In July, for example, an American Airlines flyer named Malachi Blaxton shared that his “plane to Orlando bumped a gate in Dallas,” and posted a picture of passengers getting off the plane, normally, through the front door.
When Dataminr flagged his tweet, it had received one retweet and two likes. But within 19 minutes, the local Fox affiliate asked for an interview, along with permission to use the photograph. NBC and CBS affiliates followed.
News organizations don’t just use Dataminr for aviation stories. But the public has a vigorous appetite for airline news, and Feinstein and Van Cleave say newsrooms may rely more on Dataminr for aviation news than for other sectors.
Van Cleave has experience. While airline stories are about 60 percent of his beat — the rest are general transportation pieces — they account for a disproportionate number of his Dataminr alerts.
“People don’t take to Twitter about a traffic jam unless it’s an epic traffic jam,” Van Cleave said. “But there is something about an airplane where it is about the only place where two people get into an argument or a fight and it becomes national news.”
Still, Dataminr’s Barrett said the company makes no apologies for flagging items that may not have news value.
“The very fact that someone wants to share this in the public domain means it is no longer a secret,” Barrett said. “What they are able to do, though, is to reach a far wider audience than perhaps they could do in years gone by when they couldn’t have the same platform.”
By subscribing to Dataminr, Barrett said, airlines and other corporations know what others are saying about their brands.
“We are more connected now than we have ever been,” Barrett said. “That gives the platform for people to share information, whether they think it’s important or not. Things can go viral and our job as Dataminr is to provide the relevant information to our customers so they can make an informed decision to act in their best interest.”
Airlines also use Dataminr information to glean information about cities and airports they serve. If they set alerts right, they can follow nearly every aviation incident in the world, in real-time, Allegiant Air spokeswoman Hilarie Grey said.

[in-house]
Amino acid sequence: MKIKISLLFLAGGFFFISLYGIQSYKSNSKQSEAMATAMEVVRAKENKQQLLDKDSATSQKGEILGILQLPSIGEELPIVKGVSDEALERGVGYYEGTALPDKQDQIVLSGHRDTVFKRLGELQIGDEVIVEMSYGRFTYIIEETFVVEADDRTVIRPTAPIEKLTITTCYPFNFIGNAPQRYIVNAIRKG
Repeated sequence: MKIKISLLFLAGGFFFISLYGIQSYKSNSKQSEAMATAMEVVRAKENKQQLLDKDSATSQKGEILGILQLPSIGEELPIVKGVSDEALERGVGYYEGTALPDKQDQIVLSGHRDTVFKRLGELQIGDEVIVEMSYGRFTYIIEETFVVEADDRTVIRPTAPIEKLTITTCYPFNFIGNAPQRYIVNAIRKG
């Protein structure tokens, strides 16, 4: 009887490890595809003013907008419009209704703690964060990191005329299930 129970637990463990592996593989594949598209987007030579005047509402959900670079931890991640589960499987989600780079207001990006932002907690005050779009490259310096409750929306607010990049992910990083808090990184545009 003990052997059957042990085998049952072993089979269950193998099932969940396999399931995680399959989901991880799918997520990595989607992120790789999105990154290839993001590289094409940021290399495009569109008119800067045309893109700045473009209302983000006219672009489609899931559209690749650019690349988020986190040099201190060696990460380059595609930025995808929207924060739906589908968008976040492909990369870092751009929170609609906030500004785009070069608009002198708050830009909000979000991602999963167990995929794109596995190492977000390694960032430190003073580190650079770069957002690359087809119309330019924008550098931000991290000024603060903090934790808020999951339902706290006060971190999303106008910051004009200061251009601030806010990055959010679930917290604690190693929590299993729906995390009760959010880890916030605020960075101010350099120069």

“It is a little bit addictive,” said Grey, who monitored the stolen Horizon Air plane in August while attending a Stevie Wonder concert.
It can be useful to an airline’s operation, too. Allegiant uses Dataminr during hurricane season, and sometimes tweaks plans at Florida airports depending on what it learns. If, for example, local officials have ordered emergency evacuations, Allegiant can guess the city’s airport will close soon, and perhaps stop flying sooner than planned.
“You can pick up on when Dataminr says, these three counties are going to order evacuations at a certain time,” Grey said. “It gives us more inputs and more real-time information.”
Grey also used Dataminr in August to learn about a lockdown at Albuquerque’s airport, when a man threatened to kill himself inside an airport shop. Another time, she shared news internally about a suspicious package at Los Angeles International, which, while ultimately harmless, might have kept some passengers from arriving to the gate on time.
That also happens at American, including in January 2017, when a gunman opened fire at Fort Lauderdale’s airport. Feinstein, reacting to a Dataminr alert, asked the airline’s operations center if it had heard anything. “Nope, all quiet,” came the reply.
Feinstein then called American’s general manager in Fort Lauderdale, who said the same. “Finally a few minutes later our GM calls back and says, ‘We have a major issue here, and we are lockdown.”